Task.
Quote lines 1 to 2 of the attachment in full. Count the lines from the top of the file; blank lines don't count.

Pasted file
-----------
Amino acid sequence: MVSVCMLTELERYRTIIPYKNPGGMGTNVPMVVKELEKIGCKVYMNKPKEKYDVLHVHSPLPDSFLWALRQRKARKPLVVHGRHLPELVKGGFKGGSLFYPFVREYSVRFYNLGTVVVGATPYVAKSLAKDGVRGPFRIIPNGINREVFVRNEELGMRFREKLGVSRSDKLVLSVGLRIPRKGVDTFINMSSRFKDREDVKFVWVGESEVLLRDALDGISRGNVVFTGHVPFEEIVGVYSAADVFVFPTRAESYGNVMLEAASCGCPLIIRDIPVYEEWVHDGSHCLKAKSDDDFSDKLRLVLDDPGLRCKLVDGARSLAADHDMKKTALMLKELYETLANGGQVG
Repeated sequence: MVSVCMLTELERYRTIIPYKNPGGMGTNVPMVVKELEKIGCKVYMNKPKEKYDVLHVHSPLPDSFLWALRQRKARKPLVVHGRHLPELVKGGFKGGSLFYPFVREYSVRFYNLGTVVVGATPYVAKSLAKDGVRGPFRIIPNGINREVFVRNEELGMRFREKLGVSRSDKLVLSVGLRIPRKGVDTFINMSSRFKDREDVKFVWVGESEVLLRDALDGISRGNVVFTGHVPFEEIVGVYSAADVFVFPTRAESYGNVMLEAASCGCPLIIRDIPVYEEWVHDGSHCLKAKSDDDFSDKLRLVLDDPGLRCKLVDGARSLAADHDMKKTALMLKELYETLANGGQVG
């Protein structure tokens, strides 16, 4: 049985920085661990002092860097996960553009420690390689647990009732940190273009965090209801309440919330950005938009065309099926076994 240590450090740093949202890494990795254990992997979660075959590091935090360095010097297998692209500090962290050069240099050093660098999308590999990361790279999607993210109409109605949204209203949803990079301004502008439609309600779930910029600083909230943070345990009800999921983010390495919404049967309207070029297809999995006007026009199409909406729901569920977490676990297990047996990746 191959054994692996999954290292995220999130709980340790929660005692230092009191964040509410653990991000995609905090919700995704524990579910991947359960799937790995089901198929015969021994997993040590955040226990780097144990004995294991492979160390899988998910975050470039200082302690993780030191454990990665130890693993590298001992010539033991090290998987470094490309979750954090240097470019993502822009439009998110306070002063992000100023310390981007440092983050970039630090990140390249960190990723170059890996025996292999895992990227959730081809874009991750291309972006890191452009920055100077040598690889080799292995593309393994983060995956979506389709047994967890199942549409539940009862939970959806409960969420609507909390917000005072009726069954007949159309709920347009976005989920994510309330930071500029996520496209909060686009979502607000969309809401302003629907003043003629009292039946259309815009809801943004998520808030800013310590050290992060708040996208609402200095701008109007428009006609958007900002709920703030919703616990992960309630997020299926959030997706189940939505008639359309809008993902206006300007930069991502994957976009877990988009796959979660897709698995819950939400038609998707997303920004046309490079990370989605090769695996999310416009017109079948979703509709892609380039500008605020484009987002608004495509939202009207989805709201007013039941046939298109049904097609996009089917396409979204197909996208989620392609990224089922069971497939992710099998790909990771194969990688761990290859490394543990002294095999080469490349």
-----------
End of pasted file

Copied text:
Amino acid sequence: MVSVCMLTELERYRTIIPYKNPGGMGTNVPMVVKELEKIGCKVYMNKPKEKYDVLHVHSPLPDSFLWALRQRKARKPLVVHGRHLPELVKGGFKGGSLFYPFVREYSVRFYNLGTVVVGATPYVAKSLAKDGVRGPFRIIPNGINREVFVRNEELGMRFREKLGVSRSDKLVLSVGLRIPRKGVDTFINMSSRFKDREDVKFVWVGESEVLLRDALDGISRGNVVFTGHVPFEEIVGVYSAADVFVFPTRAESYGNVMLEAASCGCPLIIRDIPVYEEWVHDGSHCLKAKSDDDFSDKLRLVLDDPGLRCKLVDGARSLAADHDMKKTALMLKELYETLANGGQVG
Repeated sequence: MVSVCMLTELERYRTIIPYKNPGGMGTNVPMVVKELEKIGCKVYMNKPKEKYDVLHVHSPLPDSFLWALRQRKARKPLVVHGRHLPELVKGGFKGGSLFYPFVREYSVRFYNLGTVVVGATPYVAKSLAKDGVRGPFRIIPNGINREVFVRNEELGMRFREKLGVSRSDKLVLSVGLRIPRKGVDTFINMSSRFKDREDVKFVWVGESEVLLRDALDGISRGNVVFTGHVPFEEIVGVYSAADVFVFPTRAESYGNVMLEAASCGCPLIIRDIPVYEEWVHDGSHCLKAKSDDDFSDKLRLVLDDPGLRCKLVDGARSLAADHDMKKTALMLKELYETLANGGQVG